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How Optimization Supports Army Base Closure and Realignment

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The Army frequently plans adjustments to the stationing of its force structure as weapon systems, missions, and operations change over time, much as a large corporation plans changes to its plant infrastructure as product demand and technology change over time. Optimization models have long played a key role in developing these corporate plans for example, see Brown et al 2001 and their references. On any given day, the Army has up to 100 units moving to meet new stationing requirements and our decision-support model, Optimal Stationing of Army Forces OSAF, has recently helped guide some of these decisions in the United States. For example, OSAF suggested potential locations for rotary-wing training, and also helped determine a new home for the United States Army Southern Command. The Army is legislatively more encumbered in its infrastructure decisions than corporate counterparts. A complex, politically insulated process for closing and realigning military installations in the United States is provided by Title XXIX of Public Law 101-510 the National Defense Authorization Act for Fiscal Year 1991 as amended. This act established an independent Defense Base Closure and Realignment Commission and set in motion a process known as BRAC for 1991, 1993, and 1995, to be applied to installations in the United States. The law authorizing these three rounds has been remarkably successful in allowing the Department of Defense DOD to eliminate excess infrastructure Government Accounting Office 2001. Since 1995, the DOD has urged Congress to authorize additional BRAC rounds and in 2002 received authorization for a round in 2005.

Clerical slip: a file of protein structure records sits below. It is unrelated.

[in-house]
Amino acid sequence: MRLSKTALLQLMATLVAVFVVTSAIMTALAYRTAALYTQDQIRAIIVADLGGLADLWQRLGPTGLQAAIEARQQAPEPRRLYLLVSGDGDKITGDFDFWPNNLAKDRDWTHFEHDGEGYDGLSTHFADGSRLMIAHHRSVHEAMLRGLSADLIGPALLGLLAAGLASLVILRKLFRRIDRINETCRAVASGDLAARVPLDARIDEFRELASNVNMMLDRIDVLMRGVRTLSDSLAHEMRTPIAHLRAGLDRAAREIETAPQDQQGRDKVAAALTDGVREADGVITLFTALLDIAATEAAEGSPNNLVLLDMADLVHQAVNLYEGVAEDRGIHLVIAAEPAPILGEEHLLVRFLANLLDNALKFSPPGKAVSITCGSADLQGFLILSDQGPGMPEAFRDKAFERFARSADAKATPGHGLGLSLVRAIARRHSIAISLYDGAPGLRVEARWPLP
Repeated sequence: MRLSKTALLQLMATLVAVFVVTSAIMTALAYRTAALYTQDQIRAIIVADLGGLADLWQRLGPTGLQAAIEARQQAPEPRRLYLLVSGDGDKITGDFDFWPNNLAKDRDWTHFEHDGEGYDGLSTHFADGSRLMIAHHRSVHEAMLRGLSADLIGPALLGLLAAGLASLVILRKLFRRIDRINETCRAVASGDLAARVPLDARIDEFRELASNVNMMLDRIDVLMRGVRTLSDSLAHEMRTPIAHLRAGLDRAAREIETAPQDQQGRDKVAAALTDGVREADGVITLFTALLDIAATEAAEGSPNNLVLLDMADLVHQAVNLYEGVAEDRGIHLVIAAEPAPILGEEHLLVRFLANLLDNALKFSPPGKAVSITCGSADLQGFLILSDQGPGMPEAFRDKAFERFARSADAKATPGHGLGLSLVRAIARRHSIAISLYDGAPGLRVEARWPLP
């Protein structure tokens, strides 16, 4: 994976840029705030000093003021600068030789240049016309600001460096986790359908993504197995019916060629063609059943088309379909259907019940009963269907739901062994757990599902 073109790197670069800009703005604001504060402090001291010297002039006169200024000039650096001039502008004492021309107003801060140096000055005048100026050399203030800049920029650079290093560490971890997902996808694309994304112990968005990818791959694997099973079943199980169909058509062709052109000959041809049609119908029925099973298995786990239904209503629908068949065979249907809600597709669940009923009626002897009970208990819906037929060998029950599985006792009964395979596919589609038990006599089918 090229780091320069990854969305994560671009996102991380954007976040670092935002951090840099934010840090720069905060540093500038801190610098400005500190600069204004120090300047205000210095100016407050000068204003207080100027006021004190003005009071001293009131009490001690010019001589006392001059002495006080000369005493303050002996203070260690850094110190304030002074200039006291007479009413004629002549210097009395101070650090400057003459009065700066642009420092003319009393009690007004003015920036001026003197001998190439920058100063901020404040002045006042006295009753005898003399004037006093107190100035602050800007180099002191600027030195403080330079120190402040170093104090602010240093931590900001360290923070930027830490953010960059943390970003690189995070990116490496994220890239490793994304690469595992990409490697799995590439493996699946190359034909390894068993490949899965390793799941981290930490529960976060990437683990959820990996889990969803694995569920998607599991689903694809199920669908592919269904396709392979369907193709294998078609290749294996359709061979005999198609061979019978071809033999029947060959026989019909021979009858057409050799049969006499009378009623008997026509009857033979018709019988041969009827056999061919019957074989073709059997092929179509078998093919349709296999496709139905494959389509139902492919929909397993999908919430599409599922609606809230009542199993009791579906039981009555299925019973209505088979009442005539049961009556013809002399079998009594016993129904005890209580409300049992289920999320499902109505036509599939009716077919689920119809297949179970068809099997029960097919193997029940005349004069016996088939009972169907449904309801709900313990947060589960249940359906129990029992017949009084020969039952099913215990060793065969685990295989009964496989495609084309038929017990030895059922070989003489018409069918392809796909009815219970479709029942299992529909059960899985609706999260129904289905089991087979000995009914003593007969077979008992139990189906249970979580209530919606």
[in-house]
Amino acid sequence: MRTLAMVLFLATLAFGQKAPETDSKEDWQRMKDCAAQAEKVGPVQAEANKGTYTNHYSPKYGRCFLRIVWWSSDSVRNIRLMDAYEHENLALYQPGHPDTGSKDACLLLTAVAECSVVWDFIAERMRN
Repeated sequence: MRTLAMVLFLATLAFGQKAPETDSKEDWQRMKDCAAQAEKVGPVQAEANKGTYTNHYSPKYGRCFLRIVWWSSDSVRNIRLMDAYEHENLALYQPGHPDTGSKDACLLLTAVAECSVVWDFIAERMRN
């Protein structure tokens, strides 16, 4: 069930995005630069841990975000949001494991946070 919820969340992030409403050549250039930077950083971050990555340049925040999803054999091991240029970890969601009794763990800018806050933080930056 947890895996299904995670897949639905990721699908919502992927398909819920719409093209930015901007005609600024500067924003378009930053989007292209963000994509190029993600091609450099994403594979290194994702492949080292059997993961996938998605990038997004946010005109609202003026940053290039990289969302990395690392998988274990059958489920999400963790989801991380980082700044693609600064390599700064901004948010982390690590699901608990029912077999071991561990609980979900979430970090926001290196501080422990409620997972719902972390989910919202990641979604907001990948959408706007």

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  • Administration and Management
  • Military Forces and Organizations

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